GO, go Power Rangers!
Oh, gee. . . I think I’m going to barf. The latest incarnation of the Power Rangers should not be mistaken for the 1995 film version entitled “Mighty Morphin Power Rangers: The Movie” which was played almost strictly for laughs with the original American TV version of actors.
Actually, the Power Rangers have been around a very long time. They are an American adaptation of the 1992 Japanese Super Sentai TVSeries, Kyoryu Sentai Zyuranger, which are fiveindividuals who are given specific “powers” to unite and ward off evil in all its many forms. The Rangers are
featured in varied colors such as blue, green, red and yellow, complete withhelmets and skin tight … tights.
What is really freaky are the face masks that cover the Rangers’ eyes and mouth. The lips don’t move, neither do they have any facial expressions.
Each episode the Rangers battle “monsters”—actors in badly made plastic costumes and eventually unite their individual robots (don’t laugh) into one
super droid (ok, go ahead and laugh) to fight off one or more monsters and win the day.HAHAHAHA.
Specially, the Ranger costumes were made in random form so that no-name actors could come in and out of their multicolored roles with nary a change.
Whatever shape or form these wannabe “Avengers” come in—in truth they are all total losers. With a capital L.
In today’s film version of the Power Rangers, we return to the small California town of Angel Grove, a fictional suburb or Los Angeles, where we meet the first loser, Jason (Australian actor Dacre Montgomery, 23) an academic nonconformist who has totaled his family truck and is forced into high school detention —a form of after school punishment in which “students” are required to actually read and study their homework.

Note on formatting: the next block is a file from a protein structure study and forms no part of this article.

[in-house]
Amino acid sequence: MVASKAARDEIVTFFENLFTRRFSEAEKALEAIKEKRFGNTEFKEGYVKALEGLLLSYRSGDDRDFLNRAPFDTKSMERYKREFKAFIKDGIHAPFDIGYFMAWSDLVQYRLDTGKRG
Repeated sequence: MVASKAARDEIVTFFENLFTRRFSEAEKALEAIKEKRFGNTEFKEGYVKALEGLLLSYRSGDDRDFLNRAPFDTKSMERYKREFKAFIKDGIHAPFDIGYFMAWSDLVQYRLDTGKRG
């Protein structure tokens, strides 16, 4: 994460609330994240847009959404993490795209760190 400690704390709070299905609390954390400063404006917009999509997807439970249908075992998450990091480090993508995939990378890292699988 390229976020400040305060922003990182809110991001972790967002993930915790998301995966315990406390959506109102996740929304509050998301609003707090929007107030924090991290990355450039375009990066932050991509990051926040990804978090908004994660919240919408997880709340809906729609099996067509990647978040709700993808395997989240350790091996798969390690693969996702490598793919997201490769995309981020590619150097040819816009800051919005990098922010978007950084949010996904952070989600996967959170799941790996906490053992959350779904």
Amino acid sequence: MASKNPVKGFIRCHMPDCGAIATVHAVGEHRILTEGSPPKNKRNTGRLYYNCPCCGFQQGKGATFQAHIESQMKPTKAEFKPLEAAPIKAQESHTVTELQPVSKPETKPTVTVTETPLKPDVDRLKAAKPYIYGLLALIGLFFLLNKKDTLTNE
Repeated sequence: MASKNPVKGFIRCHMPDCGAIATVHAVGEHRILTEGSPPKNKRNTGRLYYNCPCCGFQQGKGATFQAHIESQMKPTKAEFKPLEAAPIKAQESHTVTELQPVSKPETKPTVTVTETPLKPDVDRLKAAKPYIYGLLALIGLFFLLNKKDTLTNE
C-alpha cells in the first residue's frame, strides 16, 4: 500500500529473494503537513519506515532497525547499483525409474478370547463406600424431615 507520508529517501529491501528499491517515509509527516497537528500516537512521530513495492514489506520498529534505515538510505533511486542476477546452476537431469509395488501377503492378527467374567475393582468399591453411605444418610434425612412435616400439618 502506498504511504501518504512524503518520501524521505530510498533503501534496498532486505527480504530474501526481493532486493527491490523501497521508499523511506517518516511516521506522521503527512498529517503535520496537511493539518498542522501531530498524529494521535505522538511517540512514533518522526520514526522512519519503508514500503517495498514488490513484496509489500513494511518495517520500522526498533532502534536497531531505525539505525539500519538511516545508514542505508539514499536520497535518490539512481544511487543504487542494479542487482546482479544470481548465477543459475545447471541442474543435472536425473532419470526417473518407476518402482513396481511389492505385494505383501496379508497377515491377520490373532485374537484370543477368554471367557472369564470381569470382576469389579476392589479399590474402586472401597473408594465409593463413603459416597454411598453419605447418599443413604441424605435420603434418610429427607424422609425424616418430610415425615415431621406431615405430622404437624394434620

Oh, the horror! There he meets a bunch of other misfits, Kimberly (Naomi Scott, 23), Zach (Ludi Lin, 30), the hottie Trini (Becky G, 20) and Billy (RJ Cyler, 23), the oldest humans to ever attend high school.
These are, by far, the most heartless, short sighted, egotistical “children” you will ever encounter in mortality. Every one of them will eventually graduate high school to end up in prison (one can only hope) or flipping cheeseburgers at a local fast-food joint.
Instead, all five end up in a cave on the outskirts of Angel Grove, summoned there by a mysterious power, eventually to blow up part of the cave entrance.
Why they didn’t blow up their hands instead I’ll never know. Then they dive into a lake of water which has been there Lord only knows—only to enter
into a massive space ship (STOP LAUGHING!) and encounter a computer entity named Zordon (Bryan Cranston). Each five are granted super powers, that ugly little grey mask and a color scheme they can call their own.
They then strut in front of the movie cameras in their anatomically correct, form-fitting, skin tight—tights, jump into their own robot droid and leap into action.
I have to stop myself from laughing right now as my chest is starting to hurt.
Good grief. This has to be THE stupidest movie ever filmed! We, the audience, could not give a whiff if these “actors” were to be decapitated
by their perennial enemy Rita Repulsa (Elizabeth Banks) who starts blowing up Angel Grove … just because.
I was rooting for Rita all the way!
The five unite to battle the big baddie and win the day — only until the director Dean Israelite (“Project Almanac”) and lead writer John Gatins (“Real Steele”) return with these self-same ageless high schoolers for the presumed sequel.
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